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Last updated: August 31, 2011 4:58 pm
Portugal has announced new austerity measures designed to cut its budget deficit to almost zero in under five years, promising the biggest cuts in government spending for more than 50 years.
Vítor Gaspar, finance minister, said on Wednesday the planned reduction in public expenditure by 2015 – by 7 percentage points to 43.5 per cent of gross domestic product – was “without precedent” in recent Portuguese history.
The strategy outlines how the centre-right coalition government aims to meet ambitious deficit-reduction targets set out in Portugal’s €78bn bail-out agreement with the European Union and International Monetary Fund.
Mr Gaspar announced a special “solidarity tax” on the highest family and corporate incomes, a measure similar to wealth tax proposals that have caused controversy in other eurozone countries.
Other moves included extending a public sector wage freeze to 2012 and 2013, accelerating planned reductions in the number of state workers, and reducing welfare payments by 0.6 per cent of GDP.
The measures are the latest in a series of tough austerity packages that Portugal has introduced over the past two years. Details of ministerial spending cuts, however, will not be released until the government presents its 2012 budget in mid-October
Pedro Passos Coelho, prime minister, has warned that the need to cut the deficit amid a deep recession will be the toughest test that Portugal has faced since democracy was introduced in 1974. Speaking in Madrid, he said efforts to cut the deficit had been €2bn off target in the first half of this year.
Mr Gaspar said the extra measures were required to cover this shortfall and meet the deficit targets agreed with the EU and IMF. The strategy aims to cut the budget deficit from 9.1 per cent of GDP last year to 0.5 per cent in 2015.
Two-thirds of the fiscal adjustment would be achieved by spending cuts and the remainder through increased revenue, he added.
However, some economists fear years of harsh austerity could take a heavier toll on growth than official forecasts, making it difficult for the government to generate extra revenue. Nicholas Spiro, a London-based analyst who specialises in sovereign credit risk, said Portugal was “at the sharp end” of a reassessment of the eurozone debt crisis caused by growing fears over the European and US economies.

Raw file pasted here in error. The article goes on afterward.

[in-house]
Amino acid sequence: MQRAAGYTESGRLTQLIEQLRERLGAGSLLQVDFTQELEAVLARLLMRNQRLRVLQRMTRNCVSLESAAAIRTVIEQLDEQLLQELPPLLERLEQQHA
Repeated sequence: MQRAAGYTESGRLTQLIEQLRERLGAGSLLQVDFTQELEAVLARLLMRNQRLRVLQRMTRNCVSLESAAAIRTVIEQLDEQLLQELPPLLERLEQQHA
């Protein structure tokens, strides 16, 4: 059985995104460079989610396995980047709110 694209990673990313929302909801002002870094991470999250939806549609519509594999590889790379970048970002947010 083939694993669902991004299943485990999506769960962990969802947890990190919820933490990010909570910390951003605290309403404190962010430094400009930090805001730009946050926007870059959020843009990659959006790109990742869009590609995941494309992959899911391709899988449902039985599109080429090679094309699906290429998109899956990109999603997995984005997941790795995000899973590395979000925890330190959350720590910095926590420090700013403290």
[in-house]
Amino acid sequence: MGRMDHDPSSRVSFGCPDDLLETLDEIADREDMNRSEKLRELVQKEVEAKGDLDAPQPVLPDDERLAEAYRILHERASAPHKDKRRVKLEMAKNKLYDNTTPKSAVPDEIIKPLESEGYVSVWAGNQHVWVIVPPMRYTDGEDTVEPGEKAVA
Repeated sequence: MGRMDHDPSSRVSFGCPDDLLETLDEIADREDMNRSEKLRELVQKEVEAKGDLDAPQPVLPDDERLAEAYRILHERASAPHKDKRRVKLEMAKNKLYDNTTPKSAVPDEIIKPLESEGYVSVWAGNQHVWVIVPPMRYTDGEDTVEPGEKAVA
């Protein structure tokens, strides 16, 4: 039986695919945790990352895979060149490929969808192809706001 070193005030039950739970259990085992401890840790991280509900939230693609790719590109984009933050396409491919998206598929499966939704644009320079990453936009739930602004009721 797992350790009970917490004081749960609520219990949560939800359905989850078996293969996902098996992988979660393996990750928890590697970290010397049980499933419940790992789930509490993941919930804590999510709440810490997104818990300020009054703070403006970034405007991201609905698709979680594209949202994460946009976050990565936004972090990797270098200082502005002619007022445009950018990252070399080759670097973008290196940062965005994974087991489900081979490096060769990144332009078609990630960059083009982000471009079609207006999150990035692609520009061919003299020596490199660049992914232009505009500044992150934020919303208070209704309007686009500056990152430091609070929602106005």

“Bond market investors are now realising that without growth, fiscal consolidation can quickly become self-defeating,” he said. Portugal was “extremely vulnerable” because it had no “fiscal wriggle room”, while the global slowdown would make its recession “deeper and longer than forecast”.
Mr Gaspar predicted that Portugal would return to growth in 2013 after its economy shrank by a total of 4 per cent in 2011 and 2012. Public debt would peak in 2013 at 106.8 of GDP, he added.
The government, which took office in June, also said it would talk with opposition parties on the possibility of introducing constitutional limits on the budget deficit and public debt, a measure that would be welcomed by Portugal’s European partners.
Fitch, the rating agency, said, in a report on Tuesday, that Portugal “should be able to avoid a default or restructuring of its debt” but it was unlikely that investors would regain confidence in the country in the short term. The consolidation of public finances posed “significant risks” to the Portuguese banking system, which would need “recapitalisation and increased emergency liquidity provision” from the European Central Bank.
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